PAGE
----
Pham Binh Minh, whose father fought to force the U.S. out of Vietnam, is working fervently to elevate the interest and involvement of his country’s former enemy.
Vietnam wants a U.S. presence for economic reasons and as a balance to China, the regional superpower. Minh is the new foreign minister; his father was part of Ho Chi Minh’s Communist regime during the bitter conflict of the 1960s and 1970s; later, he was foreign minister when Vietnam clashed with China.
“One cannot imagine how fast the relationship between the United States and Vietnam has developed,” Minh, 52, says in an interview in Hanoi. “After 16 years of normalization, we’ve come to the stage where we’ve developed the relationship in nearly all aspects.”
While the U.S. hasn’t fully erased the pain of that war, the Vietnamese, who suffered far more, embrace their old adversary.
Economic ties between the nations are growing; the U.S. is the largest importer of Vietnamese goods. There are regular military contacts, and this month the two countries signed the first defense pact regarding military medicine. Last year, Vietnamese officers observed a U.S. military operation aboard a Navy destroyer, the USS John S. McCain, named after two admirals, the father and grandfather of Republican Senator John McCain of Arizona, who was a prisoner of war in Hanoi for six years.
Now, the foreign minister says, the two countries are discussing upgrading their strategic relationship to “a new level.” That, he declares, would be “good for the stability of the region,” in accord with Vietnam’s “multilateral” approach.
None of this, the top Vietnamese diplomat insists, is intended to counter China. Still, talk of multilateralism and encouraging the U.S. role in the stability of the region isn’t appreciated by the Beijing regime.
Vietnam has a long history of conflict with China; the most recent outbreak was in 1979, when it turned back a cross-border incursion. The Vietnamese know China is a superpower that isn’t going away and prefer to have good relations with the big guy next door.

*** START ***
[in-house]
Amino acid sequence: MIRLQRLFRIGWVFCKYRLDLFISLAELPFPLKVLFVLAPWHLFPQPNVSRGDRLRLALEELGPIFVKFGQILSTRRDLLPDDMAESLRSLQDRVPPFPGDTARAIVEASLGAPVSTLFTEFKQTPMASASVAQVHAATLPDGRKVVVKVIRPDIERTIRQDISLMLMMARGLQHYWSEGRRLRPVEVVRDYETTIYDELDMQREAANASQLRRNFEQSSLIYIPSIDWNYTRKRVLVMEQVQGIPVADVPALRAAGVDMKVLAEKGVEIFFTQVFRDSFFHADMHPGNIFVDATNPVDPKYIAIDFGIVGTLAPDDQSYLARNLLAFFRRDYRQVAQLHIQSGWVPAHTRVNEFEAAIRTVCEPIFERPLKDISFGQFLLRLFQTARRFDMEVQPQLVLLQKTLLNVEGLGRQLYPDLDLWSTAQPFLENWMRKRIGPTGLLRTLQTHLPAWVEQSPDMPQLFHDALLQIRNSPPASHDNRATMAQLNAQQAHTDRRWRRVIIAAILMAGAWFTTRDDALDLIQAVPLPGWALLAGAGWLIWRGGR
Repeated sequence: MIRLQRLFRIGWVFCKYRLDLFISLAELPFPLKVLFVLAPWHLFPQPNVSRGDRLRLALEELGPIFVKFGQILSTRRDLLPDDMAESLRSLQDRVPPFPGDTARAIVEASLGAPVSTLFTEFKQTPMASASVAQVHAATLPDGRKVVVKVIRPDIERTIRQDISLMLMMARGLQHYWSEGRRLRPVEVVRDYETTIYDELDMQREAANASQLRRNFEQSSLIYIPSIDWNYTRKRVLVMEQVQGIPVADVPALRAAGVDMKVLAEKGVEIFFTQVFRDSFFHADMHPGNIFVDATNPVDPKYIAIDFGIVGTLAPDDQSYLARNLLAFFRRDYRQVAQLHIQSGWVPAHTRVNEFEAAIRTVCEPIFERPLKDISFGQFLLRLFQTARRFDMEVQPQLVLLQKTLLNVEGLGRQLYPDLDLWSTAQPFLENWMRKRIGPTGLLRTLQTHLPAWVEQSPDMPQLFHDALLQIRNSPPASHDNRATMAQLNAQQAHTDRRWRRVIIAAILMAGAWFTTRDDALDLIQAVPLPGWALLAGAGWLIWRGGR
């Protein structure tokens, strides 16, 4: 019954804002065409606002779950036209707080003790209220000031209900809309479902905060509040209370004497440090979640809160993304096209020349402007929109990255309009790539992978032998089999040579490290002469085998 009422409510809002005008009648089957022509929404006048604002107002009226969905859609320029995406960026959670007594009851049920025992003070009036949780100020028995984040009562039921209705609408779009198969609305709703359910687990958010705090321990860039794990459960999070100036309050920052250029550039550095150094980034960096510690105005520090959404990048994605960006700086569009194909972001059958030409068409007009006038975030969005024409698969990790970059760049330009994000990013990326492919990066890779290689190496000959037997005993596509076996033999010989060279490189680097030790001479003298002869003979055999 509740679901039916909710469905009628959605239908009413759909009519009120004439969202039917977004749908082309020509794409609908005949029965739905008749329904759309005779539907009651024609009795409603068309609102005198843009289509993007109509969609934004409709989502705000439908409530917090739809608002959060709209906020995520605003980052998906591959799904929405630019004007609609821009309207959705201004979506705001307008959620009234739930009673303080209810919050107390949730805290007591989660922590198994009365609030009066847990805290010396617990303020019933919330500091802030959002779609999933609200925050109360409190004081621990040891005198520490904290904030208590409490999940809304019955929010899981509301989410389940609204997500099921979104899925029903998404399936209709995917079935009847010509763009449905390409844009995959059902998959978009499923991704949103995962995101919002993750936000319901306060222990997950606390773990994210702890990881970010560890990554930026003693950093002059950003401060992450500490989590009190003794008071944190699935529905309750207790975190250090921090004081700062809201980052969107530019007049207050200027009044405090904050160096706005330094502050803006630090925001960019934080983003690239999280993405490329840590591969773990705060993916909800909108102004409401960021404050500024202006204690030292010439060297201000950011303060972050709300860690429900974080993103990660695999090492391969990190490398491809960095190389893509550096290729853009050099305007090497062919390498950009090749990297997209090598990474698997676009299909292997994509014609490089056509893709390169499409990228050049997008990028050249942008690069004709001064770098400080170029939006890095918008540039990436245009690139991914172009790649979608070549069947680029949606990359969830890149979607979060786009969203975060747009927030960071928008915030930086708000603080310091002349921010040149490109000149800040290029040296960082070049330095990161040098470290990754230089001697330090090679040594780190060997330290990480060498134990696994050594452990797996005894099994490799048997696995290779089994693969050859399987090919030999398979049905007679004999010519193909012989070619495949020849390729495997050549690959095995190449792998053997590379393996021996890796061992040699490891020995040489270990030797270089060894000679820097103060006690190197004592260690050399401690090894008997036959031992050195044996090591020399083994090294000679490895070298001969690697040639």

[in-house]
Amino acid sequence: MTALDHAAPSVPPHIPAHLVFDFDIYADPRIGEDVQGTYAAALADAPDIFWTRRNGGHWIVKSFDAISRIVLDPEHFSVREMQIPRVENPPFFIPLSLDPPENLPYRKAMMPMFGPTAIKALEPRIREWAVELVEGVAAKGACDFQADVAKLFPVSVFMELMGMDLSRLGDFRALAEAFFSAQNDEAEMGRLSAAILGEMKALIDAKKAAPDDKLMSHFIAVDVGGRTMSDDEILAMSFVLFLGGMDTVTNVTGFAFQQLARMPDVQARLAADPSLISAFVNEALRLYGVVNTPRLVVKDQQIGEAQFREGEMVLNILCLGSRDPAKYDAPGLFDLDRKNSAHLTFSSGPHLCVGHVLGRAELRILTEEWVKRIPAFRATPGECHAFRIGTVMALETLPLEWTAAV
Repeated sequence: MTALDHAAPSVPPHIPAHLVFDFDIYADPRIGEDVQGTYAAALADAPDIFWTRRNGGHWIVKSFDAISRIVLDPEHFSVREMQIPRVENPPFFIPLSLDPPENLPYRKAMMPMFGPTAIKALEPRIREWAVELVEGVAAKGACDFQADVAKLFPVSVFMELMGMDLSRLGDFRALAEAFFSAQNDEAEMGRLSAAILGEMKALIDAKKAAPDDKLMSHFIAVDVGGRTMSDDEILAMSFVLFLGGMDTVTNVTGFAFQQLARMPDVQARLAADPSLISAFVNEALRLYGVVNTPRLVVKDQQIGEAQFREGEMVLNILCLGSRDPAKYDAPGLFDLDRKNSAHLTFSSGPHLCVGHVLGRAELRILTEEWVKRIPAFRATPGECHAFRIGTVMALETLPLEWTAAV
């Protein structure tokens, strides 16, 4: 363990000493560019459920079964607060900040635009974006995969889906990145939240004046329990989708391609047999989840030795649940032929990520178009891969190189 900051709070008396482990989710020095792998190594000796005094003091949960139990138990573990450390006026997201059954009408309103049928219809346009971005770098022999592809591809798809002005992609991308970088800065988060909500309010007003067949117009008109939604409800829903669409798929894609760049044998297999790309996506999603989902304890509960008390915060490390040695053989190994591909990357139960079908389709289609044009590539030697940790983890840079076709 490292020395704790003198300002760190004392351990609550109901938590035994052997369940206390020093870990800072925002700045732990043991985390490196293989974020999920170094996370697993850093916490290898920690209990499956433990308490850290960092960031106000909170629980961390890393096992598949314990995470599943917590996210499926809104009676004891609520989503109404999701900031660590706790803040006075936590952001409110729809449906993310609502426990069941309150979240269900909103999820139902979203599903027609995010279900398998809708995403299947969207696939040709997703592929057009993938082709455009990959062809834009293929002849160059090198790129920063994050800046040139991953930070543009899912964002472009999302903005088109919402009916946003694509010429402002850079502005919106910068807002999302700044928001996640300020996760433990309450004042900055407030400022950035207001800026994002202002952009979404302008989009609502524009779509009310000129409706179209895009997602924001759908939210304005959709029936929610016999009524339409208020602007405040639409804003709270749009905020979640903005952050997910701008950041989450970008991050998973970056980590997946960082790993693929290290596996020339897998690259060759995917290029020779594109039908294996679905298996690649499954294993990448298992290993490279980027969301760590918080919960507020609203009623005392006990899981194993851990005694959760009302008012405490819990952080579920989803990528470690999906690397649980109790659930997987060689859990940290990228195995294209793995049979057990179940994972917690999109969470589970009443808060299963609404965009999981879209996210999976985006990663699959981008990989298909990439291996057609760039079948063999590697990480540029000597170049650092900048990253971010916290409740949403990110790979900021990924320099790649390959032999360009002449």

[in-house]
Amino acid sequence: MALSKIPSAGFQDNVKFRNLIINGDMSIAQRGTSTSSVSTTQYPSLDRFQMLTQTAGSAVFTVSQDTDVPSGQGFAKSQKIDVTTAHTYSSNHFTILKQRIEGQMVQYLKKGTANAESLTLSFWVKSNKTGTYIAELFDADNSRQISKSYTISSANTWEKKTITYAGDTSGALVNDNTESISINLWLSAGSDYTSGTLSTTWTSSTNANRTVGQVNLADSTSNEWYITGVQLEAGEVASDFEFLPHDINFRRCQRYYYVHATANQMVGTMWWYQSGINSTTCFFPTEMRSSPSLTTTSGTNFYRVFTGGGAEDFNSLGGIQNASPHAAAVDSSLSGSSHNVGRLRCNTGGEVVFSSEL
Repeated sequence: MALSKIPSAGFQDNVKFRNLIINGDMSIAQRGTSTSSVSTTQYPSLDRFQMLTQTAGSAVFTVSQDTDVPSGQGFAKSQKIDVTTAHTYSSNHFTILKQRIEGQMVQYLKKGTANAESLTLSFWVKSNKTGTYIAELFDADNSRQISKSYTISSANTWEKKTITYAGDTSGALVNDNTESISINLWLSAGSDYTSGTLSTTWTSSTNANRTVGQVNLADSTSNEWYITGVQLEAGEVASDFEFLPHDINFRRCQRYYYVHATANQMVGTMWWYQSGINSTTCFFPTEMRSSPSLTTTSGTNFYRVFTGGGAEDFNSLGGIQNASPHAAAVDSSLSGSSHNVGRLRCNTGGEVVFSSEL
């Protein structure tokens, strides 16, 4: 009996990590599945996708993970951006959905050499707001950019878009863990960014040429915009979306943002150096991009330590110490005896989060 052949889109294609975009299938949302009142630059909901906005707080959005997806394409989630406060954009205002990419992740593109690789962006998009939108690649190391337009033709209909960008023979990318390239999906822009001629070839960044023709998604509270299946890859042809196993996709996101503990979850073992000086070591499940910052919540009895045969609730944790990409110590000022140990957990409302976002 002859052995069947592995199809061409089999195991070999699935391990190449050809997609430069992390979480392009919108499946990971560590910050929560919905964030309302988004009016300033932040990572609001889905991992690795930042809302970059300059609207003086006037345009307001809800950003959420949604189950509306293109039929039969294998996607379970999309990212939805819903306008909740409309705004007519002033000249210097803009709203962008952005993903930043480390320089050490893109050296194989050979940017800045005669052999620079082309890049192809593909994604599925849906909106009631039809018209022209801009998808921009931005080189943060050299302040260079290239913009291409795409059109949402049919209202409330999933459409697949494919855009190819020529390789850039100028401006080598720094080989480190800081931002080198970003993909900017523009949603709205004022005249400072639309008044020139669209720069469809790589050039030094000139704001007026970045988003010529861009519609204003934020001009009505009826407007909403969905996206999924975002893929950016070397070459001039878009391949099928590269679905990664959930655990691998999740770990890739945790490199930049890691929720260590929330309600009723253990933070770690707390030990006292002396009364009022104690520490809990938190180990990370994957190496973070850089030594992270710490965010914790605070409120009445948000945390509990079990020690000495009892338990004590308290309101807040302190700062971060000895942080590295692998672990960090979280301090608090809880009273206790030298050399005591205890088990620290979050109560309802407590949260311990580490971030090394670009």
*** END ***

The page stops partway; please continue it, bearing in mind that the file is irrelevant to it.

Nevertheless, there are tensions, particularly over territory in the South China Sea. Recently, there have been public protests in Vietnam against China, though the Hanoi government wants these to stop, fearing that nationalistic fervor could spiral out of control.
Common interests aside, the relationship with the U.S. is complicated. Vietnam isn’t sure America is committed to Asia for the long run, and officials privately complain that the region is a low priority for Washington. In a one-hour interview with Charlie Rose that was broadcast July 21, President Barack Obama’s national security adviser, Tom Donilon, spoke at length about China, but never mentioned Vietnam.
Minh says he’d like “more consistency” in U.S. policy, which should “pay more attention” to Southeast Asia. More troubling is the continuing friction over Vietnam’s human and political rights policies. Progress has been made, especially in the area of religious freedom: Jim Webb, a U.S. senator from Virginia and a Vietnam veteran, noted during a visit to Hanoi the other day that when he first attended a Catholic service in Vietnam 20 years ago there were a handful of worshipers; a few years ago, there were 2,000 people at a Christmas Mass he attended. Still, a few dozen dissidents have been jailed over the past several years, and crackdowns on the press are routine.